Alan's Excavator Thumb
Latest project is a thumb for the 307 Cat excavator I will be running this
summer. Manufactured ones cost $1300 (plus install time) for that machine, I
figure I'll bring this one in for about $800 installed. This is the mounting
plate that will be welded on the dipper and the thumb and brace will hook to.
I had the thumb on sawhorses while I was cleaning it up. Tried the pivot pin and found there was a little welding distortion that made the pin a hammer fit. In the process of getting it back out it slipped off the horses. If anybody here has ever watched an animated movie called "Fern Gully" they might remember bat knocking himself silly and falling from a tree while Robin Williams voice said "Gravity works!" Nice to know it was still working this morning, that's a strong 150 lbs resting comfortably on the ground while I waited for reinforcements to pick it back up.
Here's the thumb after my son showed he's stronger than I am now. HE
put it back on the horses alone. No way I was going to do that. The tines
are 3/4 x 5 flat stock. Most of the welding was with .030 flux cored wire for a
root pass and then 7018 for additional passes.
I put the thumb on today, got pictures of it all rigged out, and stowed, along with the stowage provisions for the brace arm. And then the computer wiped out virtually everything on the camera memory card. I have two left from today, this one showing the thumb in the stowed position under the dipper, and one more.
Sounds almost like "Wain Roy"
The coupler on this machine is a Wain Roy. They make a lot of digging attachments. I just had to get in my own ego trip on this one.
I see the computer damn near ate this one too, judging from the bottom third of the picture. (Picture cropped to remove damaged data).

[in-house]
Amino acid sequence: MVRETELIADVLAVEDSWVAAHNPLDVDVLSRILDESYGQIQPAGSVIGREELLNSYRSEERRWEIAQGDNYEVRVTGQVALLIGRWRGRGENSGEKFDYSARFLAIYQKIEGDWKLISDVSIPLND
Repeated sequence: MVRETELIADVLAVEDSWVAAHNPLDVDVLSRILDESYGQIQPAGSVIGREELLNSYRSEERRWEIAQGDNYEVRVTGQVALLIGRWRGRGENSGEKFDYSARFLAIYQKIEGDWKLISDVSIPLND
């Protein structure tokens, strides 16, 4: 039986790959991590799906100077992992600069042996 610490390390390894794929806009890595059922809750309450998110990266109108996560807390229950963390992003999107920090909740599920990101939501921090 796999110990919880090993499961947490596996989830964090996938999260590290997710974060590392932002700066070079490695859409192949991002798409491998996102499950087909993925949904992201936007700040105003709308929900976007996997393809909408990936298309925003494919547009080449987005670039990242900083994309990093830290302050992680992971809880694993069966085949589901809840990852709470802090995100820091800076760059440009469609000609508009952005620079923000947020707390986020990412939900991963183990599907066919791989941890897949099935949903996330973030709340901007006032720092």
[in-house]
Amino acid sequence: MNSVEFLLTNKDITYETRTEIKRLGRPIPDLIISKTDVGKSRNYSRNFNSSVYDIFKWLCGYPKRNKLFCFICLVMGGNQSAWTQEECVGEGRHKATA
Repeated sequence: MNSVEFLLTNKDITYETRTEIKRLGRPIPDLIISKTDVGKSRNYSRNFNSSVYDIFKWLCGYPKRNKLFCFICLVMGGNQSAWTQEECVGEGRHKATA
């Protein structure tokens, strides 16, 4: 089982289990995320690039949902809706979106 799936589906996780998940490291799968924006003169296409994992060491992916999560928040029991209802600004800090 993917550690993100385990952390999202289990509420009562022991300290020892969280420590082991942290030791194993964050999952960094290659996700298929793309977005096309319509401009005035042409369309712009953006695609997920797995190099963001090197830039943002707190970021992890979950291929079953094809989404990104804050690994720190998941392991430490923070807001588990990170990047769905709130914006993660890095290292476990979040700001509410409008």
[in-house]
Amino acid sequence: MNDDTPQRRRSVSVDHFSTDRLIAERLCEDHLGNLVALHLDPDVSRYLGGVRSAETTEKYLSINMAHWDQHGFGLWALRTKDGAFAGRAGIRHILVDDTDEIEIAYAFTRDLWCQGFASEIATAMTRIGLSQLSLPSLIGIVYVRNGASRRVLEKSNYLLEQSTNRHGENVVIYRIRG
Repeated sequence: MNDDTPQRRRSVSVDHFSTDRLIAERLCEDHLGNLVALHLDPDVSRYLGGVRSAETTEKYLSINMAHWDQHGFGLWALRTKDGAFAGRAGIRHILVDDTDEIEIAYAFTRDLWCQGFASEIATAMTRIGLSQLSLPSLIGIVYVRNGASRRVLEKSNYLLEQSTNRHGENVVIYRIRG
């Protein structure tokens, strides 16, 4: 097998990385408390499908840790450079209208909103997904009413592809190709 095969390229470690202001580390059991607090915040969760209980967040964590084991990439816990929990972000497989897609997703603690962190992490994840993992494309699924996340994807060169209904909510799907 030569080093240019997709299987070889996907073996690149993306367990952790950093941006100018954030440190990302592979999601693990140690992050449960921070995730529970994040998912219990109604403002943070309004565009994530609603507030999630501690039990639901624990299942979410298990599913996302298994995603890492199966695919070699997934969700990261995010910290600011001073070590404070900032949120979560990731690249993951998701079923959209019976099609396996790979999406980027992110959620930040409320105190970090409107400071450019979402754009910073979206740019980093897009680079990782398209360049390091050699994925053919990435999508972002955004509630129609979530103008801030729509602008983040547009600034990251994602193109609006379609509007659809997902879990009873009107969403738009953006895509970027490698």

Everything is mild steel. The forks are the 3/4 x 5 that I mentioned, all the gussets are either 1/2 or 3/8 plate. The spine that the bucket (stowed) or brace (in use) hook to is 3/4 x 3. The main pin is 1 15/16" cold rolled and it fits in 2" ID x .500 wall bushing stock. There's another piece of the bushing stock tying the forks together where the brace attaches. The bushing stock is pricey but I needed heavy wall there and it was easier than trying to find Sch. 80 or Sch 160 pipe in a size that would work. The brace is 3 x 3 x 3/8" square tube and the pins that hold it are 1 1/4" cold rolled. When the thumb is stowed the brace mounts on pins I put on the blade arms. I figured that if it wasn't kept on the machine it would never be around when I needed it.
I had a good picture that showed the thumb in working position and the bucket I rebuilt last month. It's a 46" cleanup bucket that was pretty well beat up. I put on a new, and much heavier than stock, (3/4 x 6") cutting edge, replaced about half the bucket bottom and both side plates. Most of the cleanup buckets don't wrap the edge around the corners of the bucket but I got this one overly long (60") and with some discreet heat and a bit of grunt work I wrapped the edge around the corners and up he sides 7" or so. I also applied a good crosshatch of hard facing to the sides. Once I see just where the wear will occur I'll do more hard facing if needed. I added five strips of 3/8 x 3 T1 wear bar on the back of the bucket as well, the old bottom was about worn through from the heel getting dragged through the dirt.
At some point I'll retake pictures of the thumb and some of the bucket as well.
Putting It To Use
I got to use the thumb last week. Clearing several lots over the next couple months, which is the project it was originally built for. The area is densely forested with Hemlock and a collection of assorted hardwoods and junk woods. One Poplar (aka Cottonwood) was on the order of 80' tall and 20" on the stump. That one was too big to carry. The thumb is coming in handy for such chores as stacking firewood, like here.
Or handling brush; (This one is about a 60 footer and 16" on the
stump, it came along in one piece) Incidentally, until today I have been finding
frost around the bases of the trees. There's enough old leaves on the forest
floor to insulate it, combined with the lack of sunlight getting through the
dense canopy it takes a while for the effects of a cold winter to go away. Last
Thursday I pulled one slab of frost that was still hard enough that I threw it
in a low spot and set the machine on top of it while I was pushing over a tree.
The frost was still in one piece after quite a bit of bucking and thrashing. The
machine is only 15,000 lb class and it's right at its' limit on this job.
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